riparian research

University of Vermont graduate student Stever Bartlett recently completed preparation of the trial sites, including this one at the Lemon Fair Wildlife Management Area in Bridport, for his for riparian buffer study.

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BURLINGTON — Riparian forest buffers, areas of vegetation located along a body of water, play a valuable role, providing flood control, wildlife habitat and a reduction in surface runoff.

In the Champlain Valley, restoration of riparian forests, also known as forested floodplains, can be challenging, given the presence of heavy clay soils and stands of reed canary grass, an invasive species that can outcompete native tree species.

A new University of Vermont (UVM) research project will evaluate different management practices to assess survival of native plants when establishing riparian buffer corridors in river floodplains. The results will help landowners achieve greater success in establishing forested buffer plantings.

The project will be carried out by Stever Bartlett in collaboration with Alison Adams, UVM Extension forestry coordinator, and Kate Forrer, UVM Extension community forestry specialist. Bartlett, a graduate student in the UVM Rubenstein School of Environment and Natural Resources, is advised by Dr. Kris Stepenuck.

The study is funded by a Pollution Prevention and Habitat Conservation grant from the Lake Champlain Basin Program. It is the first applied research project of the new Watershed Forestry Partnership, a collaboration of UVM Extension, Lake Champlain Sea Grant and various partnering organizations. The partnership was established in 2020 to coordinate research and outreach efforts among organizations that focus on riparian forest restoration and management practices to protect the Lake Champlain basin’s water resources.

The research will be conducted on eight Addison County test plots located along waterways with well-established stands of reed canary grass (Phalaris arundinacea). This cool-season perennial grass was originally planted throughout the country in the 1800s for erosion control and as a food source for grazing livestock.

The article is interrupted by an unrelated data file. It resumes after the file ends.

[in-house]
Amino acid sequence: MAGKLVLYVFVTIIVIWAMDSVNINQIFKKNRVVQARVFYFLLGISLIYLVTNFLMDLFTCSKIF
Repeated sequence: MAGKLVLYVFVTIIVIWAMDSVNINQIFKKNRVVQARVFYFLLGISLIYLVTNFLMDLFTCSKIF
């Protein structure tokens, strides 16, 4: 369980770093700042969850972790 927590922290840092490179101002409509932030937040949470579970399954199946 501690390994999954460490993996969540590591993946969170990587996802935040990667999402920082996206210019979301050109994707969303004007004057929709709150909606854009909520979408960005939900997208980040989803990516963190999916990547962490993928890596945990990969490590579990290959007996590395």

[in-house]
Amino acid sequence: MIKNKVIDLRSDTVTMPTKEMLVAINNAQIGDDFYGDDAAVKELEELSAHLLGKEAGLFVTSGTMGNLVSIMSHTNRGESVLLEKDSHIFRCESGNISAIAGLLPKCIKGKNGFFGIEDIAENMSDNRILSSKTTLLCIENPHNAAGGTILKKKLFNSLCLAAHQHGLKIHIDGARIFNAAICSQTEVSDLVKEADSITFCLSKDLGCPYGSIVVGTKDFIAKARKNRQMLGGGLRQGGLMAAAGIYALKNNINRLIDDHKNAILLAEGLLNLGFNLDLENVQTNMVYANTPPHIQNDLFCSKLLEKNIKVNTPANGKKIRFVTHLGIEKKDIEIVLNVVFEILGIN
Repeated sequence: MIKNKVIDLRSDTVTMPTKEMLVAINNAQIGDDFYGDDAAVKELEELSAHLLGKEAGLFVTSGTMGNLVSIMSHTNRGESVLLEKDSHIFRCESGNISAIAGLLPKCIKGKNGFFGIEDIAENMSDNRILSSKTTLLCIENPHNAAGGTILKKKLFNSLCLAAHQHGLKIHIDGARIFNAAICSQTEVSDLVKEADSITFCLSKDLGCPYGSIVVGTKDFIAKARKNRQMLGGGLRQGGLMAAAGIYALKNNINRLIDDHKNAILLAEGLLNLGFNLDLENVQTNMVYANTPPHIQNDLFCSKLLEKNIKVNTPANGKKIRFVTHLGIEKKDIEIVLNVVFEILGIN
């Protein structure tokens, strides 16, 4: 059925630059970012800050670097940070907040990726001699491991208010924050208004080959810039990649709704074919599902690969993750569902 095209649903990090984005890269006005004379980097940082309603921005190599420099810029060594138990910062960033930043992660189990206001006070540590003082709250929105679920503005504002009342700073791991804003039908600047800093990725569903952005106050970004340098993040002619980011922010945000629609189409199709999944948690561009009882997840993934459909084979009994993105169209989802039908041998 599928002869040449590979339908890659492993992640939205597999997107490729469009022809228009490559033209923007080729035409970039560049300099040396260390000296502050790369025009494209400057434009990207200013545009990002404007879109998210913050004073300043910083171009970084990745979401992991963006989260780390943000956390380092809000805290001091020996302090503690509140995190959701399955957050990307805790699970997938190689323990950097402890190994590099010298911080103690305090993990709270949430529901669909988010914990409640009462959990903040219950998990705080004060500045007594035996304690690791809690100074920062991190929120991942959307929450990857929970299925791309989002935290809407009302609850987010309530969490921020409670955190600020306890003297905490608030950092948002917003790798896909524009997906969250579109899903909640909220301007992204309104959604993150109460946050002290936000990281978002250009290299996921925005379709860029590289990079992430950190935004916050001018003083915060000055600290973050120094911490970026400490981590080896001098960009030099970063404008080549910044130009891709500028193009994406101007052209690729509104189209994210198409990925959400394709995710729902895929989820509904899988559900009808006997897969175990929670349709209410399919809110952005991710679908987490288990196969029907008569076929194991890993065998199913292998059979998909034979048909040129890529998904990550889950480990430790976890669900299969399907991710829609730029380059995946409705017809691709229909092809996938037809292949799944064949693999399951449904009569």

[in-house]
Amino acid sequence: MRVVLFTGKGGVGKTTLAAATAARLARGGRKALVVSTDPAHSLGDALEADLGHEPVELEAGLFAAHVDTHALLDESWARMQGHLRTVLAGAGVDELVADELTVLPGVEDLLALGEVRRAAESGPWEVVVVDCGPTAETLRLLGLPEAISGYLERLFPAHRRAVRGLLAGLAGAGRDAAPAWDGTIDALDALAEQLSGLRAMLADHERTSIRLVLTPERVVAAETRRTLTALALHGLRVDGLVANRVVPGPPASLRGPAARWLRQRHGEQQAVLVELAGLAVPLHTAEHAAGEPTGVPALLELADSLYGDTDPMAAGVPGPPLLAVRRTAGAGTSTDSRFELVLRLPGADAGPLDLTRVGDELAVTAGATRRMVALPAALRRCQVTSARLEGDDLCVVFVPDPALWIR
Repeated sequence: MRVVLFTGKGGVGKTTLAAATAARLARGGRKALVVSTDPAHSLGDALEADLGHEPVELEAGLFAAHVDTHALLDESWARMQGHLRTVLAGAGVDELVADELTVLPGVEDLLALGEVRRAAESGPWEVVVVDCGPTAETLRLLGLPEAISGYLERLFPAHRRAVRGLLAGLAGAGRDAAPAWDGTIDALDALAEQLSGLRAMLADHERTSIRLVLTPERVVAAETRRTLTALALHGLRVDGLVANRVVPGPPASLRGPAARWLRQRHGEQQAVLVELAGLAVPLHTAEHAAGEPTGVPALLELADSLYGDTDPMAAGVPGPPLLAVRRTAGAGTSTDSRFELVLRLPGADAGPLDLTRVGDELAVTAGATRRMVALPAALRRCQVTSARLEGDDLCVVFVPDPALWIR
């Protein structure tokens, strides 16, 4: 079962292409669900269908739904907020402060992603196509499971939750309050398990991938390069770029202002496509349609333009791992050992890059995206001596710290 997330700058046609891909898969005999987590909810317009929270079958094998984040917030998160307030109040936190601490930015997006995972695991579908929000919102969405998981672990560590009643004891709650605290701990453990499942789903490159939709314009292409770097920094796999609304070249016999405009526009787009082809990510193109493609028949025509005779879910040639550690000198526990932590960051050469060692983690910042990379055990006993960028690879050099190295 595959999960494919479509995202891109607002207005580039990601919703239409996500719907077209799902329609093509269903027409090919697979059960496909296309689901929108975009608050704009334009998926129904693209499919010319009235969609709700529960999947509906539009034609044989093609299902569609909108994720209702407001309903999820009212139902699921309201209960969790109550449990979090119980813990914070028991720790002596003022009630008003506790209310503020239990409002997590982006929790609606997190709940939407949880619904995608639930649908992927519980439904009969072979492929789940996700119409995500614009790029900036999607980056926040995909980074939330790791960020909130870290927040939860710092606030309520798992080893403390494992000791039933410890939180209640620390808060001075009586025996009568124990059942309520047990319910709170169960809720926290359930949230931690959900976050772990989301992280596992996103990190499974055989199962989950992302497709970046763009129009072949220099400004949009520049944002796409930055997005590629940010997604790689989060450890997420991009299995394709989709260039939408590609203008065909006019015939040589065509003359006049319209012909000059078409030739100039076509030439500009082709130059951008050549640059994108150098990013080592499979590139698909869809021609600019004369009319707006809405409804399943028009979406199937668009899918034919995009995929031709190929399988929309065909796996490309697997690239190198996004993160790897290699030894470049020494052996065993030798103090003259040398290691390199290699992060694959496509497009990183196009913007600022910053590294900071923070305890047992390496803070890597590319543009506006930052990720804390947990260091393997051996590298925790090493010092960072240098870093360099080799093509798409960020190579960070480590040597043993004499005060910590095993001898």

Bartlett recently completed preparation of the trial sites where, with the help of volunteers, he will plant 1,200 trees native to Lake Champlain basin floodplains next spring. The sites are located in the Vermont Fish and Wildlife Department’s Dead Creek, Lemon Fair, Little Otter Creek and Whitney/Hospital Creek Wildlife Management Areas.

The research, which will take place over the next two years, will examine the survival success of the planted saplings on two adjacent plots at each site. The control plot will be managed using standard techniques with minimal management while an herbicide-free approach to weed control will be employed on the second plot. Bartlett will share the results and recommendations through a peer-reviewed scientific paper and a written guide and training for landowners.

The Watershed Forestry Partnership is funded by UVM Extension, Lake Champlain Sea Grant, American Forests, PUR Projet, the U. S. Department of Agriculture Natural Resources Conservation Service and UVM alumnus Bruce Lisman. To learn more, visit http://go.uvm.edu/watershedfp.


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